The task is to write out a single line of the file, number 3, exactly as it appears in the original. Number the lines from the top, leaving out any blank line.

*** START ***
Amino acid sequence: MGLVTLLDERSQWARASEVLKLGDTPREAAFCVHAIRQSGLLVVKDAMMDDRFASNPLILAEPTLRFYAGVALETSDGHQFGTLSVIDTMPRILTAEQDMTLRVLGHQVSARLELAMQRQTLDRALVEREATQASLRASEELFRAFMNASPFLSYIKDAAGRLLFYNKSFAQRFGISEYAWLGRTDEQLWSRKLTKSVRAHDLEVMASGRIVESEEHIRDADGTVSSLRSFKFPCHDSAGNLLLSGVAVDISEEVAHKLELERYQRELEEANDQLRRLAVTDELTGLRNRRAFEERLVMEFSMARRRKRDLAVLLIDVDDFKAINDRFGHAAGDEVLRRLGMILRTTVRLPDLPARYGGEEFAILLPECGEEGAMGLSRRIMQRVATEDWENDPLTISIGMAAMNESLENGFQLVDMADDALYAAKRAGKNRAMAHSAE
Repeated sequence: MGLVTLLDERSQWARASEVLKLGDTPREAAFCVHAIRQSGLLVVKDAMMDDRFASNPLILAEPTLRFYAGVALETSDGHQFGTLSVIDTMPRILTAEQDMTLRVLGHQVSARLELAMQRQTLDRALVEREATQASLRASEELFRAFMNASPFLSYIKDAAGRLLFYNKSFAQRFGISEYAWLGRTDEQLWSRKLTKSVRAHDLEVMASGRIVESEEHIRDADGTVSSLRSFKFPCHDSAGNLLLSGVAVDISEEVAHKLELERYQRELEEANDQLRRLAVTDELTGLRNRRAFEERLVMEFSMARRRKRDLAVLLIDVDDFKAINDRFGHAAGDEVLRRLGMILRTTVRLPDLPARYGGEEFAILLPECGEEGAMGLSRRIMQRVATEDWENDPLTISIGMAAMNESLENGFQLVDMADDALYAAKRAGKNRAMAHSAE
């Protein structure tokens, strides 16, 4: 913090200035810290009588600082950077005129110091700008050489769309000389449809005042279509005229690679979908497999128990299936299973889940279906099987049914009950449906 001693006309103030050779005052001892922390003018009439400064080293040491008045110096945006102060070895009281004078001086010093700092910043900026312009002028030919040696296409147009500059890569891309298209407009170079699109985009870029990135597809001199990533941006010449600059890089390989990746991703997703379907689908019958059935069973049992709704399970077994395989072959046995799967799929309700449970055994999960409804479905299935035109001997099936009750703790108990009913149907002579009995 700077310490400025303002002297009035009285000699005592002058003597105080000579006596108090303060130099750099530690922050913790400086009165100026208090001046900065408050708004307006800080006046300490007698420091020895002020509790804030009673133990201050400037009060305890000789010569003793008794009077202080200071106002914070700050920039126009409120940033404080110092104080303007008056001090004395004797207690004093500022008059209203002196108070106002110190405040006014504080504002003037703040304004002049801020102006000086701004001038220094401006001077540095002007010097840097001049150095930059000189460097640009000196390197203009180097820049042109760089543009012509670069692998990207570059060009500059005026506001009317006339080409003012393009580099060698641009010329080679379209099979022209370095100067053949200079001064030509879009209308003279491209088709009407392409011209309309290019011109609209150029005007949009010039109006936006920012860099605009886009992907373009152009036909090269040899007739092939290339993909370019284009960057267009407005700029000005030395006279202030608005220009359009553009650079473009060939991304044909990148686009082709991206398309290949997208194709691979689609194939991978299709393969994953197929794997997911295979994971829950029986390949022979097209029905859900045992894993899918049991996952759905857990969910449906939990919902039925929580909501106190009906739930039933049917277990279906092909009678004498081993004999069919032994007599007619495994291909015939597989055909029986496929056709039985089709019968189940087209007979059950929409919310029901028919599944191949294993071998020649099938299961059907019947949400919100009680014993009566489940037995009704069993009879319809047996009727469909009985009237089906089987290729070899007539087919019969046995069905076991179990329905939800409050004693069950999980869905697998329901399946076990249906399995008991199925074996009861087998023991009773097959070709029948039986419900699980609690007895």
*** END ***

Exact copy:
């Protein structure tokens, strides 16, 4: 913090200035810290009588600082950077005129110091700008050489769309000389449809005042279509005229690679979908497999128990299936299973889940279906099987049914009950449906 001693006309103030050779005052001892922390003018009439400064080293040491008045110096945006102060070895009281004078001086010093700092910043900026312009002028030919040696296409147009500059890569891309298209407009170079699109985009870029990135597809001199990533941006010449600059890089390989990746991703997703379907689908019958059935069973049992709704399970077994395989072959046995799967799929309700449970055994999960409804479905299935035109001997099936009750703790108990009913149907002579009995 700077310490400025303002002297009035009285000699005592002058003597105080000579006596108090303060130099750099530690922050913790400086009165100026208090001046900065408050708004307006800080006046300490007698420091020895002020509790804030009673133990201050400037009060305890000789010569003793008794009077202080200071106002914070700050920039126009409120940033404080110092104080303007008056001090004395004797207690004093500022008059209203002196108070106002110190405040006014504080504002003037703040304004002049801020102006000086701004001038220094401006001077540095002007010097840097001049150095930059000189460097640009000196390197203009180097820049042109760089543009012509670069692998990207570059060009500059005026506001009317006339080409003012393009580099060698641009010329080679379209099979022209370095100067053949200079001064030509879009209308003279491209088709009407392409011209309309290019011109609209150029005007949009010039109006936006920012860099605009886009992907373009152009036909090269040899007739092939290339993909370019284009960057267009407005700029000005030395006279202030608005220009359009553009650079473009060939991304044909990148686009082709991206398309290949997208194709691979689609194939991978299709393969994953197929794997997911295979994971829950029986390949022979097209029905859900045992894993899918049991996952759905857990969910449906939990919902039925929580909501106190009906739930039933049917277990279906092909009678004498081993004999069919032994007599007619495994291909015939597989055909029986496929056709039985089709019968189940087209007979059950929409919310029901028919599944191949294993071998020649099938299961059907019947949400919100009680014993009566489940037995009704069993009879319809047996009727469909009985009237089906089987290729070899007539087919019969046995069905076991179990329905939800409050004693069950999980869905697998329901399946076990249906399995008991199925074996009861087998023991009773097959070709029948039986419900699980609690007895």